HolyCrab, Bugis: Home Chef For Seven Years Serves Crabtivating Dishes

Restaurateur Jamie Lim from Joo Bar is home chef Elton Seah’s customer, so when the opportunity arises, when the shop beside Joo Bar is vacant, they collaborate to bring HolyCrab to Tan Quee Lan Street.

Most of the mains are crab dishes except for bone-in ribeye ($22/100g) which requires pre-order a day in advance. The sauces and broths are homemade from scratch. No MSG in the food. There is no starch added to the thick sauces.

All crab dishes use Sri Lankan crabs weighting at least 900g each. They are sold at a fixed price of $9/100g. They receive live crabs daily to ensure freshness.

The traditional white pepper crab is given a twist in The Peppa by mixing in pink peppercorns. It’s fried in butter and crab stock. The sauce has permeated into the crab but doesn’t overpower it; it’s sweet and tingly spicy.

The flesh sticks to the shell in the Devil’s Crab not because the crab is not fresh; it’s because the crab is first deep-fried to seal in the juices. Then the crab is tossed in a sauce of evaporated milk, salted butter, and sugar with some chilli padi and curry leaves. This tastes like salted egg yolk lite although there is no salted egg here. (They do have a salted egg crab called Orgasmic Crab.)

The Green Chilli Crab is created as a counterpart to Singapore red chilli crab (which is also available here). The sauce is made from homemade rempah with two green chillis, kaffir lime leaves, lemongrass, ginger, candlenut, and onion. It tastes like Thai green curry without coconut sauce.

Out of the four crabs, my least favorite is this balsamic crab. (Our favorites are the Peppa and the Devil’s Crabs.) It is inspired by hairy crabs with vinegar. Here, the crab is soaked in a sauce of balsamic vinegar, red chilli, and curry leaves. It’s sour and sweet. It is not terrible, but it’s strange and gets some getting used to. If you like balsamic vinaigrette–which I don’t–then you may like this.

In addition to crabs and beef, they serve carbs including their signature fried rice ($15). We tried two noodles dishes: the fried clam bee hoon ($15, above) and Hokkien mee ($15, above). The former is in a crab broth which is flower crabs simmered for 5 hours with peppercorns and lemongrass. The Hokkien mee with homemade crispy pork lard is the unanimously rated the better one between the two.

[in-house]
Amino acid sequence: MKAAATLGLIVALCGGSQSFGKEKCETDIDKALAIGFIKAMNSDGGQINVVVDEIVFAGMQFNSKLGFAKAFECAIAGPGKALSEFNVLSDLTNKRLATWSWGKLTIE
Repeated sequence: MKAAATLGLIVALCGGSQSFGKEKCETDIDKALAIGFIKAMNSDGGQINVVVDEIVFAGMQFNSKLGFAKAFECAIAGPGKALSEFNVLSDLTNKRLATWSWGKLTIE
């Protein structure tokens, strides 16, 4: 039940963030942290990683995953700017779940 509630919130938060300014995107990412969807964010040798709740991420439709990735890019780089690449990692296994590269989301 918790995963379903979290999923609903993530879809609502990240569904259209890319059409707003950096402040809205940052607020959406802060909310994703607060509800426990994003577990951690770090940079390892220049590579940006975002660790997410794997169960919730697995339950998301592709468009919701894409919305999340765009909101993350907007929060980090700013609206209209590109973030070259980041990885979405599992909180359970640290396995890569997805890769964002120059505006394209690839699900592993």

The Hokkien mee is different from elsewhere’s; it’s savory without sweetness whereas usually Hokkien mee is savory-sweet. Although I’ve paid for $32 at Po Restaurant and $48 at Sky on 57 for Hokkien Mee, I don’t know if I’ll pay $15 for this Hokkien mee; it’s good and clean but it’s 5 times the usual price.

The Hokkien mee is indicative of my overall experience at Holy Crab. The food is slightly pricey but it’s delicious and clean. After eating, we didn’t feel heavy.


2 Tan Quee Lan Street #01-03 Singapore 188091
Tel: +65 8444 2722
M-Sat 11.30am-2.30pm, M-Sun 6pm-10pm

Food: 6.75/10
Price: 5.5/10
Decor/ambience: 6/10

You may be interested in…
Thai Village, Singapore Indoor Stadium: Thai-Teochew Restaurant Since 1991, Keeping Up with the Times
Battle of the Crab Cze Char: 37 Heng Kee 兴记 VS Da Shi Xi 大四喜, Geylang
New Ubin Seafood, Sin Ming: How I Spent $80 on Cze Char. Ouch.
Joyden Seafood Restaurant 欣艺海鲜, West Coast: Den of Joy (Unless You’re a Crab)

Written by A. Nathanael Ho.

4 replies »

  1. I don’t think your “five times the usual price” comment is very fair.

    First of all, it is actually quite hard to find Hokkien mee for 3$ nowadays.

    And any basic Hokkien mee is mostly starch.

    The version pictured is clearly full of liao. Not cheap liao at that.


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